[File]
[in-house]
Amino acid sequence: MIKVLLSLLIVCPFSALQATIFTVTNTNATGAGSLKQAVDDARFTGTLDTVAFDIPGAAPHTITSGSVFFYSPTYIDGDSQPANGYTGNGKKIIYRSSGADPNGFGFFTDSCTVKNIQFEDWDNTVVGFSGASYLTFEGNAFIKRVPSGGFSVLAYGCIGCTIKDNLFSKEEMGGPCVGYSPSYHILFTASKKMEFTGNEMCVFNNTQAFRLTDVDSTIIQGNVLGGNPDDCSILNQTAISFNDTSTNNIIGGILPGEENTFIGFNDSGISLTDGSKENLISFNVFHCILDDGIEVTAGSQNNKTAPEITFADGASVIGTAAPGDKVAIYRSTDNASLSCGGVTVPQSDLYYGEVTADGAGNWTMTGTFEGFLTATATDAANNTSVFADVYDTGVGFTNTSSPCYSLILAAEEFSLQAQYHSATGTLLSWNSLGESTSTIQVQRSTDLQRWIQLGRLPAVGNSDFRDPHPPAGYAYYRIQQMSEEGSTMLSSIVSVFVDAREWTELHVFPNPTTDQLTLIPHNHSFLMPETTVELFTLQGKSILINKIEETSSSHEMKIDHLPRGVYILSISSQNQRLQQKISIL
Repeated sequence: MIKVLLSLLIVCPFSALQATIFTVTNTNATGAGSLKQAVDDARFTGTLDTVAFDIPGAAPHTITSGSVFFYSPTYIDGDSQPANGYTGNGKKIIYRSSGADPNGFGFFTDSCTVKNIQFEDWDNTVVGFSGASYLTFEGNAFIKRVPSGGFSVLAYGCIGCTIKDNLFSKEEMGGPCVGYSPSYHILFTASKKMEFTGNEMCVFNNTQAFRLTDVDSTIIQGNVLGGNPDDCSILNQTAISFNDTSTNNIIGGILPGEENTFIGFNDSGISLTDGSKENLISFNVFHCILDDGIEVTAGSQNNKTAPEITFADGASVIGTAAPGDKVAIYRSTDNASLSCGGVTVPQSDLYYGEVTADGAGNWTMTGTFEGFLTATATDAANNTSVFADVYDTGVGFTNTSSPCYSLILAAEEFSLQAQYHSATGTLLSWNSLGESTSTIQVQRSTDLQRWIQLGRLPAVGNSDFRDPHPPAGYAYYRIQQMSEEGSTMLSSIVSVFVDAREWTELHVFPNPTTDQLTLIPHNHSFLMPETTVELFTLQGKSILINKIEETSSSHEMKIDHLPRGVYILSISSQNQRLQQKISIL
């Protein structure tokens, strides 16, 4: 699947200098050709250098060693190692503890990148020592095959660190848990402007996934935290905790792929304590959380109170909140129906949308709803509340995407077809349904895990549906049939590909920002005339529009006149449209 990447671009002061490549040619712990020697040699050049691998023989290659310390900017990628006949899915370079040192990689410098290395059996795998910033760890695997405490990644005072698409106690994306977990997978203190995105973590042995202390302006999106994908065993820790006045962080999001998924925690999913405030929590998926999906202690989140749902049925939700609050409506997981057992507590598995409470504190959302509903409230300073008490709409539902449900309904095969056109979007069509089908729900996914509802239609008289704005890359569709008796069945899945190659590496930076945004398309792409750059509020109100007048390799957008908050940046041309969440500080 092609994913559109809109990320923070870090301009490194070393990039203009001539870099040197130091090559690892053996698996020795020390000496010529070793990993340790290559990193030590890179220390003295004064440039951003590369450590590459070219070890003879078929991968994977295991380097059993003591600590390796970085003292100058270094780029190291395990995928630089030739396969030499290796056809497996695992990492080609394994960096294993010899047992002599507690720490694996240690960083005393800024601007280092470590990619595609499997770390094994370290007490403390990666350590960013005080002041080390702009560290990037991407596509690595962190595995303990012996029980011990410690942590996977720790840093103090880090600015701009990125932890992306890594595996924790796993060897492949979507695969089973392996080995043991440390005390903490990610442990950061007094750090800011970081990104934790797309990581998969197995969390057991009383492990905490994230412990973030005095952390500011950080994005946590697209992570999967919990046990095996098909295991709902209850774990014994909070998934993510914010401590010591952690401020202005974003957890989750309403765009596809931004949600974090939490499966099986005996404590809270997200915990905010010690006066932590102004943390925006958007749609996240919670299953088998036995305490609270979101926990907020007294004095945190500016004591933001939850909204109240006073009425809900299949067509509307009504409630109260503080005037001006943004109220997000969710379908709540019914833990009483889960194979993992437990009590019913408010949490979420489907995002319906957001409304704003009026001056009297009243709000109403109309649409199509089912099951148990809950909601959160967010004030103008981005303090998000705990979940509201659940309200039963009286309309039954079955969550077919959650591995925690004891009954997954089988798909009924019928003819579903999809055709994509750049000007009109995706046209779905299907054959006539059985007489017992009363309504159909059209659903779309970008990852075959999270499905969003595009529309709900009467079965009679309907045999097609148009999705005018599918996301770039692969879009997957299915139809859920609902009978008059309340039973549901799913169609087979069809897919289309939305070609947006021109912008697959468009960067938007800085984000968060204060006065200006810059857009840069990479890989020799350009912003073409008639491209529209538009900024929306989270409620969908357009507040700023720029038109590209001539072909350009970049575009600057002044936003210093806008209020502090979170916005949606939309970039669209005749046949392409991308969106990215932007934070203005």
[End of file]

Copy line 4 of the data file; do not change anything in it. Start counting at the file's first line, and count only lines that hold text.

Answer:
């Protein structure tokens, strides 16, 4: 699947200098050709250098060693190692503890990148020592095959660190848990402007996934935290905790792929304590959380109170909140129906949308709803509340995407077809349904895990549906049939590909920002005339529009006149449209 990447671009002061490549040619712990020697040699050049691998023989290659310390900017990628006949899915370079040192990689410098290395059996795998910033760890695997405490990644005072698409106690994306977990997978203190995105973590042995202390302006999106994908065993820790006045962080999001998924925690999913405030929590998926999906202690989140749902049925939700609050409506997981057992507590598995409470504190959302509903409230300073008490709409539902449900309904095969056109979007069509089908729900996914509802239609008289704005890359569709008796069945899945190659590496930076945004398309792409750059509020109100007048390799957008908050940046041309969440500080 092609994913559109809109990320923070870090301009490194070393990039203009001539870099040197130091090559690892053996698996020795020390000496010529070793990993340790290559990193030590890179220390003295004064440039951003590369450590590459070219070890003879078929991968994977295991380097059993003591600590390796970085003292100058270094780029190291395990995928630089030739396969030499290796056809497996695992990492080609394994960096294993010899047992002599507690720490694996240690960083005393800024601007280092470590990619595609499997770390094994370290007490403390990666350590960013005080002041080390702009560290990037991407596509690595962190595995303990012996029980011990410690942590996977720790840093103090880090600015701009990125932890992306890594595996924790796993060897492949979507695969089973392996080995043991440390005390903490990610442990950061007094750090800011970081990104934790797309990581998969197995969390057991009383492990905490994230412990973030005095952390500011950080994005946590697209992570999967919990046990095996098909295991709902209850774990014994909070998934993510914010401590010591952690401020202005974003957890989750309403765009596809931004949600974090939490499966099986005996404590809270997200915990905010010690006066932590102004943390925006958007749609996240919670299953088998036995305490609270979101926990907020007294004095945190500016004591933001939850909204109240006073009425809900299949067509509307009504409630109260503080005037001006943004109220997000969710379908709540019914833990009483889960194979993992437990009590019913408010949490979420489907995002319906957001409304704003009026001056009297009243709000109403109309649409199509089912099951148990809950909601959160967010004030103008981005303090998000705990979940509201659940309200039963009286309309039954079955969550077919959650591995925690004891009954997954089988798909009924019928003819579903999809055709994509750049000007009109995706046209779905299907054959006539059985007489017992009363309504159909059209659903779309970008990852075959999270499905969003595009529309709900009467079965009679309907045999097609148009999705005018599918996301770039692969879009997957299915139809859920609902009978008059309340039973549901799913169609087979069809897919289309939305070609947006021109912008697959468009960067938007800085984000968060204060006065200006810059857009840069990479890989020799350009912003073409008639491209529209538009900024929306989270409620969908357009507040700023720029038109590209001539072909350009970049575009600057002044936003210093806008209020502090979170916005949606939309970039669209005749046949392409991308969106990215932007934070203005």